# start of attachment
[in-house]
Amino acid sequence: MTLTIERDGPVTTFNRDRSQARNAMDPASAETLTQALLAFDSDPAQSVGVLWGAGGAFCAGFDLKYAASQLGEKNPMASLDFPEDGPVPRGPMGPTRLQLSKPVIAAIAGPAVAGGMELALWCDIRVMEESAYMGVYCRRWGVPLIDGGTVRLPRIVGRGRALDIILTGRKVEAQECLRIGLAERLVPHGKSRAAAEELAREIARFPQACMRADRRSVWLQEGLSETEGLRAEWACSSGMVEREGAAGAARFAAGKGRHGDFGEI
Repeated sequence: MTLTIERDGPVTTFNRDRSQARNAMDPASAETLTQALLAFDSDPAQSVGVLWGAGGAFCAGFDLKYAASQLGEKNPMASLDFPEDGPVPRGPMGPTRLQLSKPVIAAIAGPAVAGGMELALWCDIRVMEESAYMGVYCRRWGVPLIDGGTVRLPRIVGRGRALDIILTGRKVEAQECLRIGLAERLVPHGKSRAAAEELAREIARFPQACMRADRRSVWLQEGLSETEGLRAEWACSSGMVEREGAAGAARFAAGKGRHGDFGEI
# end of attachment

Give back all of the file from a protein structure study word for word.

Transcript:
[in-house]
Amino acid sequence: MTLTIERDGPVTTFNRDRSQARNAMDPASAETLTQALLAFDSDPAQSVGVLWGAGGAFCAGFDLKYAASQLGEKNPMASLDFPEDGPVPRGPMGPTRLQLSKPVIAAIAGPAVAGGMELALWCDIRVMEESAYMGVYCRRWGVPLIDGGTVRLPRIVGRGRALDIILTGRKVEAQECLRIGLAERLVPHGKSRAAAEELAREIARFPQACMRADRRSVWLQEGLSETEGLRAEWACSSGMVEREGAAGAARFAAGKGRHGDFGEI
Repeated sequence: MTLTIERDGPVTTFNRDRSQARNAMDPASAETLTQALLAFDSDPAQSVGVLWGAGGAFCAGFDLKYAASQLGEKNPMASLDFPEDGPVPRGPMGPTRLQLSKPVIAAIAGPAVAGGMELALWCDIRVMEESAYMGVYCRRWGVPLIDGGTVRLPRIVGRGRALDIILTGRKVEAQECLRIGLAERLVPHGKSRAAAEELAREIARFPQACMRADRRSVWLQEGLSETEGLRAEWACSSGMVEREGAAGAARFAAGKGRHGDFGEI